Written by François Barcelo, translated by Peter McCambridge — The National Hockey League season was supposed to begin last week. However the puck won’t be dropping, teeth won’t be loosened, and nobody’s getting slammed into the boards just yet. A dispute is raging over revenue, between the owners of the clubs, and the players. So this 100-page noir novella from one of French Canada’s most lauded authors seems an apt one to review. At the moment plenty of our Canadian readers must hate hockey, or at least those governing the sport, as it seems there won’t be a 2012-13 season.
Antoine Vachon hates hockey too. He wasn’t good at it as a kid, which tends to marginalise you if you live in the province of Quebec, where nearly everyone else absolutely loves the sport. Antoine has carried on regardless, but his dilemma comes via a phone call from the man who runs minor hockey in Saint-Zéphyrin and its environs. The coach of the bantam team which Antoine’s son Jonathan plays on has been murdered and nobody else is available to stand behind the bench for the team’s away trip facing the Morinville Loons.
Reluctantly he accepts, wondering how and why the coach died, and boards the bus for the three hour ride into the Quebec hinterland. He’s shown little to no interest in his son’s hockey thusfar, doesn’t know any of the players, nor even what the Z on their jersey stands for. They only asked him to do it as he’s the only dad who’s unemployed, having lost his job at the General Motors dealership.
Our narrator is sardonic, witty and also highly annoying. Typical of noir fiction, he’s one of those characters with an incredible ability to deceive himself – in fact, he’s a very deluded individual. He’s been single the last year or two, having been caught cheating on Jonathan’s mother Colombe. Now he lives in a village just outside Saint-Zéphyrin, whose only claim to fame is a giant sheetmetal effigy of a cow standing on the hilltop.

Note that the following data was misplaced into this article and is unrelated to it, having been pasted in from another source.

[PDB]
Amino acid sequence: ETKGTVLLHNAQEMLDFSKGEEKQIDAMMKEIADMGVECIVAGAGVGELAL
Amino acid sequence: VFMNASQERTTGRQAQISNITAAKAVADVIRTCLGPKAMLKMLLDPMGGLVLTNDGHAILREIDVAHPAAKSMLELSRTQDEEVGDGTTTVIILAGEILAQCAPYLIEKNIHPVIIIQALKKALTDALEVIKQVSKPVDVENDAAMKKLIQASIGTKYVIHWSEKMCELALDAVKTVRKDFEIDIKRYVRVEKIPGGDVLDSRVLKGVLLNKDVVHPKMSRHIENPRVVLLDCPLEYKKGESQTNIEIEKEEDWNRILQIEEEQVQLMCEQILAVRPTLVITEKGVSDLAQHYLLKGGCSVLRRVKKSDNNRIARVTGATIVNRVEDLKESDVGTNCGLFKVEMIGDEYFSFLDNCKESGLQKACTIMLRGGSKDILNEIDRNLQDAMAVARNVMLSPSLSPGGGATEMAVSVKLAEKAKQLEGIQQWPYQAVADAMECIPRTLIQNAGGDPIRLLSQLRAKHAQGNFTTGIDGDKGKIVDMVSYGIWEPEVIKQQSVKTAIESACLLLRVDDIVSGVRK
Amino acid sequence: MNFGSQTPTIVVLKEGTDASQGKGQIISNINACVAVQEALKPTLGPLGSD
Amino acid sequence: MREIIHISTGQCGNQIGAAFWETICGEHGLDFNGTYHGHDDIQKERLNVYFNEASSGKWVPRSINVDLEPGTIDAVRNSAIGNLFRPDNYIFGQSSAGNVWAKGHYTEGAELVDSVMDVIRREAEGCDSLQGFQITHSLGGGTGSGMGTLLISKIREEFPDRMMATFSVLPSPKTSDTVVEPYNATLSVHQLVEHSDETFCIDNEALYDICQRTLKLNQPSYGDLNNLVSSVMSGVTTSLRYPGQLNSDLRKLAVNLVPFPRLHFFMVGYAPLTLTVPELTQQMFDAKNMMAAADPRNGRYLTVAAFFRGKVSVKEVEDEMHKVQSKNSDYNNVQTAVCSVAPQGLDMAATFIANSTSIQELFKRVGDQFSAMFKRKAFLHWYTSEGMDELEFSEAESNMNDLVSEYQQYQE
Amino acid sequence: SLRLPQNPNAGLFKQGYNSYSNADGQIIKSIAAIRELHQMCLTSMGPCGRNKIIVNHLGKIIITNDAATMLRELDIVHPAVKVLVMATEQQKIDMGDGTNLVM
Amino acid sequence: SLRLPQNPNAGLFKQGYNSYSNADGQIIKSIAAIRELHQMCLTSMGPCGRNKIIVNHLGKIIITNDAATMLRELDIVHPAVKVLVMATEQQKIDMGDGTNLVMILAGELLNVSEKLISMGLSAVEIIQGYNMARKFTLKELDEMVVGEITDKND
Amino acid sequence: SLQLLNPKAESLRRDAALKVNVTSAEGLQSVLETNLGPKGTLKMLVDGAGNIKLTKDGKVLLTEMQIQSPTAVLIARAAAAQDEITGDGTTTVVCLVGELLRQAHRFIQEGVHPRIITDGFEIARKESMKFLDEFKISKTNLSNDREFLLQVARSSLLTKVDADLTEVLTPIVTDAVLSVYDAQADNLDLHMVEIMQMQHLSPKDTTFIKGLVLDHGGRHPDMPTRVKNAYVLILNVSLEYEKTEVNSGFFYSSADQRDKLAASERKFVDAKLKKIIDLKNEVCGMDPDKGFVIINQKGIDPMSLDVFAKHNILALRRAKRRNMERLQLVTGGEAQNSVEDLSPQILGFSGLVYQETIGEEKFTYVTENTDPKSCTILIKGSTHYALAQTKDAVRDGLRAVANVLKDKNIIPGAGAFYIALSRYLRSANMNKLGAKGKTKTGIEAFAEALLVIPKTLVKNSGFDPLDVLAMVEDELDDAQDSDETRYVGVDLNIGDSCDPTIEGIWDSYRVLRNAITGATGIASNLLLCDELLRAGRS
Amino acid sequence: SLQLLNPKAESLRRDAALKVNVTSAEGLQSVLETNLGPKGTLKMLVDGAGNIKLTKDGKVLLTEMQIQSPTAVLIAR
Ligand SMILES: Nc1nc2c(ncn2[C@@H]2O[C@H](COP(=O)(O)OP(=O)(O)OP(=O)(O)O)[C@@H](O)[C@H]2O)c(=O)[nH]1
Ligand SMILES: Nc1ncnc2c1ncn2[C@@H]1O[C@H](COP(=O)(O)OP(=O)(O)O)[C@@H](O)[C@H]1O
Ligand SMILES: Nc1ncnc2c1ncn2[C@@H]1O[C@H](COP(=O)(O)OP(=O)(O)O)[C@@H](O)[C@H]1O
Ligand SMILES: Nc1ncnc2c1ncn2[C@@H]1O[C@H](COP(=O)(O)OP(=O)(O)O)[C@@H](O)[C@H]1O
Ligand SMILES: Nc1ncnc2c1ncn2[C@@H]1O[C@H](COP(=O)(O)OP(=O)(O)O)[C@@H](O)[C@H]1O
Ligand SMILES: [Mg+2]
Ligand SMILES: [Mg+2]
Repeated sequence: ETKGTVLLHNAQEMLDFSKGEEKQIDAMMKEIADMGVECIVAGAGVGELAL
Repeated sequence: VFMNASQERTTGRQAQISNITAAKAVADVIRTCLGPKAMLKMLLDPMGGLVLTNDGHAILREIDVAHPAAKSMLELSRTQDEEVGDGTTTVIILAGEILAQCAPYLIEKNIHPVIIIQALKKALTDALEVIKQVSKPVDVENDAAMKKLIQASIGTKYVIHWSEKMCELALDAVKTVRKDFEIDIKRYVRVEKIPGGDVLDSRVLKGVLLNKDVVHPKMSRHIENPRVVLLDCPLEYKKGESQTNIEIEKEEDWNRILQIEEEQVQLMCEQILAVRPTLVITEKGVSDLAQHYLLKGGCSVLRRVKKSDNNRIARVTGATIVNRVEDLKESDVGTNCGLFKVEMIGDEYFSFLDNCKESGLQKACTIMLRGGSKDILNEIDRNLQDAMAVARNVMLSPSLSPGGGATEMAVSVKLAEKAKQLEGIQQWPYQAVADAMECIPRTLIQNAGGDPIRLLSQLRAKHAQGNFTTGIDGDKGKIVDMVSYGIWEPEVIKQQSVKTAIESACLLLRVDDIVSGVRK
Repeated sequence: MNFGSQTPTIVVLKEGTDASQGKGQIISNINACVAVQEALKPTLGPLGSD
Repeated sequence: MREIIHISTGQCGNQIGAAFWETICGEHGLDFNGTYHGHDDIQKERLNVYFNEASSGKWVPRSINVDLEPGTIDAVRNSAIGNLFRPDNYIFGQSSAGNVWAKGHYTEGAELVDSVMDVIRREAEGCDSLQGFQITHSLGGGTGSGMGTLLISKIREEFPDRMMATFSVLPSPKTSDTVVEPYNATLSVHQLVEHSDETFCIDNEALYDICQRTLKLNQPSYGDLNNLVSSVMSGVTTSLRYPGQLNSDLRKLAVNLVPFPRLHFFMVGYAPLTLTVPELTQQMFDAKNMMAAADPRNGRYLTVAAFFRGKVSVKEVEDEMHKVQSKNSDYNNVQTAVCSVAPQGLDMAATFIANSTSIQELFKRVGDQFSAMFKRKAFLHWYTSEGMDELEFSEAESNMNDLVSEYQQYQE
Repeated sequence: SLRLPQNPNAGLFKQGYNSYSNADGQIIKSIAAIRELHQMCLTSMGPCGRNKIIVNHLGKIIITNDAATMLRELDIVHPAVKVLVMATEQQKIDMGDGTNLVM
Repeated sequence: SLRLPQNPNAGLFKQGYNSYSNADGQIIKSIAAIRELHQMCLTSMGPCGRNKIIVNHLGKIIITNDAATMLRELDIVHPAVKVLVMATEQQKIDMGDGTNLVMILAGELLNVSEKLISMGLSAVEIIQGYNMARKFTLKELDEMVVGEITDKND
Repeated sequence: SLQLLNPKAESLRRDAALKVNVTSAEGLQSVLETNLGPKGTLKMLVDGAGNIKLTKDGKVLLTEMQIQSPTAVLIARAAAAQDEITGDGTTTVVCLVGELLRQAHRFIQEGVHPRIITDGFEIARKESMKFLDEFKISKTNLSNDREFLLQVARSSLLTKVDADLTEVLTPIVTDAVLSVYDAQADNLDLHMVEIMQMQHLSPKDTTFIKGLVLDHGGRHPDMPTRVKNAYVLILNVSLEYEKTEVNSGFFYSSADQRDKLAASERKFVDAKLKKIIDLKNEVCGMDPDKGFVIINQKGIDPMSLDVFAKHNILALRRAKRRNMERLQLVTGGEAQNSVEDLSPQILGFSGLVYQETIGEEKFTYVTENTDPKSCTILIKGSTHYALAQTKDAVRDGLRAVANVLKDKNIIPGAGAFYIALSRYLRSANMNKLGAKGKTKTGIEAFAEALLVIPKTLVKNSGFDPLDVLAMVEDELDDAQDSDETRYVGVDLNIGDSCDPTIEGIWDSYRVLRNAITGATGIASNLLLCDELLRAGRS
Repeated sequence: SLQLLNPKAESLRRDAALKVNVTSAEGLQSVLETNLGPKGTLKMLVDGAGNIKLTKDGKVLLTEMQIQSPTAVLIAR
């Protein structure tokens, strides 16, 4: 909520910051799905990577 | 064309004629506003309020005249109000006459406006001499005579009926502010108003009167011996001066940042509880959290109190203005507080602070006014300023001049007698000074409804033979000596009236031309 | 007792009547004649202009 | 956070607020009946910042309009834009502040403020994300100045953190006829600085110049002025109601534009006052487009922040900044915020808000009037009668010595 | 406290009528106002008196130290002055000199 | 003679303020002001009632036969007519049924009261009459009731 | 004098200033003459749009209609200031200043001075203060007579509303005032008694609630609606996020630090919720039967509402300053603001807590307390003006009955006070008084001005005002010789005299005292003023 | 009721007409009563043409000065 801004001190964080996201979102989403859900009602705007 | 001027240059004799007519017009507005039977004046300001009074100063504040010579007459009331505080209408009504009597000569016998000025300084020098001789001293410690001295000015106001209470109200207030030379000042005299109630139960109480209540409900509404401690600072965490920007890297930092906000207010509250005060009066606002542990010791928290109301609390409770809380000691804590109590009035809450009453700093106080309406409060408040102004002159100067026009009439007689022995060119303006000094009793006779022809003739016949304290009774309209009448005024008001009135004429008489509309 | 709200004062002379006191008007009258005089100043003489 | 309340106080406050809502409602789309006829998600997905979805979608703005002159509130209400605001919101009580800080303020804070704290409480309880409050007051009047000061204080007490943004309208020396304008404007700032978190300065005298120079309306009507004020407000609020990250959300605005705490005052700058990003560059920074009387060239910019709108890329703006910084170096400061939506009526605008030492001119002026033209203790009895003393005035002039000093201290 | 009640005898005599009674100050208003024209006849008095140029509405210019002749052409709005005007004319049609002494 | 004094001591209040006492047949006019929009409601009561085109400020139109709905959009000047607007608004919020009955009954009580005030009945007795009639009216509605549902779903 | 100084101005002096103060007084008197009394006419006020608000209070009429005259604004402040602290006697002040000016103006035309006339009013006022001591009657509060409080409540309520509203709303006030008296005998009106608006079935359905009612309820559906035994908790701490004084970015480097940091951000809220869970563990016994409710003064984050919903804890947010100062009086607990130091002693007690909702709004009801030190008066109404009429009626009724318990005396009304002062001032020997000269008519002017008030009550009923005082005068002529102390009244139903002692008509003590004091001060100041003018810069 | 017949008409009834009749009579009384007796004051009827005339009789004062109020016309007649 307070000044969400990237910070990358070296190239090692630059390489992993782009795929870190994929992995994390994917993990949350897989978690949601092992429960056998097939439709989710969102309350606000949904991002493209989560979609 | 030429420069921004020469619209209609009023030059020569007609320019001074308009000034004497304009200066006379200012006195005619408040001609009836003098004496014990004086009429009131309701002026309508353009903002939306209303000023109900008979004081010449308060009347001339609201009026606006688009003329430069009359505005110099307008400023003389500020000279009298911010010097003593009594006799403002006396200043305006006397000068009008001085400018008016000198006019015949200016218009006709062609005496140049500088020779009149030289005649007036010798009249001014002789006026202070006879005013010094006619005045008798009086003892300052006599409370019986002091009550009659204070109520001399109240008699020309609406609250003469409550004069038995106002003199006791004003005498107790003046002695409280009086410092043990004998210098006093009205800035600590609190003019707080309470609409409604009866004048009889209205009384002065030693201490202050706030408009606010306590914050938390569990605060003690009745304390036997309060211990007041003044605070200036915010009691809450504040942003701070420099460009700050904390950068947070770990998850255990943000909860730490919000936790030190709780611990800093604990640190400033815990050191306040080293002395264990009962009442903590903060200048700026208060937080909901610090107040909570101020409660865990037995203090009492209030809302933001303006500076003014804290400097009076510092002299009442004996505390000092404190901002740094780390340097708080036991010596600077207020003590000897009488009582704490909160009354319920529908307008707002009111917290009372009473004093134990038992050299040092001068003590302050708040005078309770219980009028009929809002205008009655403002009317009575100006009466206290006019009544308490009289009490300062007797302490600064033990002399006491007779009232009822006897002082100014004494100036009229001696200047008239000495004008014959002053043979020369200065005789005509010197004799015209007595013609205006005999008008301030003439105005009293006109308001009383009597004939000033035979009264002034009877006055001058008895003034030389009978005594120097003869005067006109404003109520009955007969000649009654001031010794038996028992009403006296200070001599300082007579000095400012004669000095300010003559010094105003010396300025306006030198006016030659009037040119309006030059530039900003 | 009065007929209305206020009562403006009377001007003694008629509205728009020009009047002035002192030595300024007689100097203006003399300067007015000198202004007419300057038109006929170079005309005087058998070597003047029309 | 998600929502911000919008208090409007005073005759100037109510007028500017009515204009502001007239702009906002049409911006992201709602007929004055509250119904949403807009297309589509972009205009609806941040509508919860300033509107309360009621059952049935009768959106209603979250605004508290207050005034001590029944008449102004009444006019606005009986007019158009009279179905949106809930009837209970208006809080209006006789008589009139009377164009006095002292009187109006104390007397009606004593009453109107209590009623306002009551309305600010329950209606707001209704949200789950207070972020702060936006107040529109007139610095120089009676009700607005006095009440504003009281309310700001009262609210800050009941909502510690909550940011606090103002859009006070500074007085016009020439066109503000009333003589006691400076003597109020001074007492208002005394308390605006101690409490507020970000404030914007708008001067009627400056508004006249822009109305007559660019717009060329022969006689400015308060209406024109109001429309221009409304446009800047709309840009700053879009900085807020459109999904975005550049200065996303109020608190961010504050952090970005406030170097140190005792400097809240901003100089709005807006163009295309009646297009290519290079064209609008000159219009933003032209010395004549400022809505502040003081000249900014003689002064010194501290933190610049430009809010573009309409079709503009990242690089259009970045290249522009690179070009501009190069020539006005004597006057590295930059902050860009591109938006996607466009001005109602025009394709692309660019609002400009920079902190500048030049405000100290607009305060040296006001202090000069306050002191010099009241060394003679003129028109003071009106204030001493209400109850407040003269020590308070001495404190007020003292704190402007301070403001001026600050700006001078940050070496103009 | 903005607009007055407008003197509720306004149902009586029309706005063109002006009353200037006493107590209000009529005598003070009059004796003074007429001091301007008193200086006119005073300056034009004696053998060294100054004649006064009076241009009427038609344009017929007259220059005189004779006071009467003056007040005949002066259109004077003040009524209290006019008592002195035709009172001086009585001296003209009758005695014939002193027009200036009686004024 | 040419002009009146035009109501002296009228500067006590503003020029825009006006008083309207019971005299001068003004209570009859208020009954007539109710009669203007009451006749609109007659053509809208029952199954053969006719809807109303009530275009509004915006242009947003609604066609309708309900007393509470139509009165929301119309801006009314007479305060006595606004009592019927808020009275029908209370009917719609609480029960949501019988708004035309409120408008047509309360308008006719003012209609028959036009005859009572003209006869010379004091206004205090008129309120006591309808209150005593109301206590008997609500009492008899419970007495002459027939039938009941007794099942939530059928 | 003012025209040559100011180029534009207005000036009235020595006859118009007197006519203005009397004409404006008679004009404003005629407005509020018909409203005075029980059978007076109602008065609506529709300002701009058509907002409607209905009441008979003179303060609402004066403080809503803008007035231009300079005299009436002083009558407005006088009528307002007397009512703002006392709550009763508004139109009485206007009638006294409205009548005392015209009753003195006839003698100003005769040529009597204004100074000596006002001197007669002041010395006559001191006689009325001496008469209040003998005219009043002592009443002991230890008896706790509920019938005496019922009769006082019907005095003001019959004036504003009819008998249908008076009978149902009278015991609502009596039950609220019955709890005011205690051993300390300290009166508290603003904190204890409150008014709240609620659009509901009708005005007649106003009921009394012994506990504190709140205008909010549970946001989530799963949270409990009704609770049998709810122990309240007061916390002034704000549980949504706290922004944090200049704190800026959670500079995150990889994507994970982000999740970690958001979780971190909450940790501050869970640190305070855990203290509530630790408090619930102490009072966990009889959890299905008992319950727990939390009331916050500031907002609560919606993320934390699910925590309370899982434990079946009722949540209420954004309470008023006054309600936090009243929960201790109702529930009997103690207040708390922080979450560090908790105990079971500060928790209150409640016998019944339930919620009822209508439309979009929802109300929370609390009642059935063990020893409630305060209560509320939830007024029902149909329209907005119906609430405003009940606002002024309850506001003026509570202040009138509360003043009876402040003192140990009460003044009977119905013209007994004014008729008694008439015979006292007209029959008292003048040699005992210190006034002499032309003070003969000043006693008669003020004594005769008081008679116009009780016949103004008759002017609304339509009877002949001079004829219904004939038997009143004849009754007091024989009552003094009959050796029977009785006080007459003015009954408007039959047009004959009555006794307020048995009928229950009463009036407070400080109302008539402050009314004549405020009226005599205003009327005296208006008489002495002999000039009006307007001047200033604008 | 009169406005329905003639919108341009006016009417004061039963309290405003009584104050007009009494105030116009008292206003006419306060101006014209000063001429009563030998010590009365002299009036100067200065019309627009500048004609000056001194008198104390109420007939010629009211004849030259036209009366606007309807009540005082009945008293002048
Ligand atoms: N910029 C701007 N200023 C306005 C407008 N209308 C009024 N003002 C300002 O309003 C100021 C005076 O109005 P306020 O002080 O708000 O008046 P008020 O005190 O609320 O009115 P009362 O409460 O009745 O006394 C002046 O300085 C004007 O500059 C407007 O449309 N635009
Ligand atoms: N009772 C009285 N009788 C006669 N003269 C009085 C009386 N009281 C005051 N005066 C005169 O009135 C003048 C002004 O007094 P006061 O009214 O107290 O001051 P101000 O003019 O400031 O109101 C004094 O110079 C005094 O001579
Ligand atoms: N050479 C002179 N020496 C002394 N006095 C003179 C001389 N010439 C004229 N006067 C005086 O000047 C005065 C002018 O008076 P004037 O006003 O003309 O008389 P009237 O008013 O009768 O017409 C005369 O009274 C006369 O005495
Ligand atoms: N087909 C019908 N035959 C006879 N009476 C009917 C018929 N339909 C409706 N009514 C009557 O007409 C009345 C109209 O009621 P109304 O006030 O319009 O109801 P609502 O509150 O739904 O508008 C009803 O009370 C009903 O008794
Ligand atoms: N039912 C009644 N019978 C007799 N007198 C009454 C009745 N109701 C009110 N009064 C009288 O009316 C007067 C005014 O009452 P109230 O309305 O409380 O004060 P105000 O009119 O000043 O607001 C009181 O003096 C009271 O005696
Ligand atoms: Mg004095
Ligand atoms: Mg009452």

The game itself goes badly for the Zs until coach Antoine gets a game misconduct for jumping comedically onto the ice during a brawl. His team stand up for Kim Nguyen, their Vietnamese star player, who’s been dumped over the boards. Following his ejection they turn around a 3-1 defecit and win 6-4. However there’s a strange atmosphere amongst the players and things get even more bizarre when they arrive at the motel to stay the night before heading home.
Antoine begins to suspect that Jonathan, Kim and other boys were sexually abused by the murdered coach, and quickly reaches his own conclusions about who killed the man. His imagination goes into overdrive, and the book grows both darker and funnier with each page you turn, and each crazy notion he runs with. Sometimes his reasoning is quite compelling, but then he drifts into pure fantasy, he frequently talking at cross-purposes to fellow characters including Jonathan, his ex-wife Colombe and eventually the police.
It turns out, this short book isn’t about hockey at all. It’s not even about who killed the coach. It’s more to do with the darker side of human nature – from basic matters of honesty and integrity through to child abuse, sexism, racism and murder – all delivered via an annoying, funny and deeply flawed character. Canadian readers will enjoy this bit of noir woven into the fabric of Quebec life, and non-Canadians may feel endeared to that local flavour. The ending is a real eye-opener, but we won’t spoil that for you. What we will say, however, is that while this is an excellently crafted story, it’s currently far too expensive. The paperback is £12.50, and even on Kindle it’s nearly £8.
CFL Rating: 4 Stars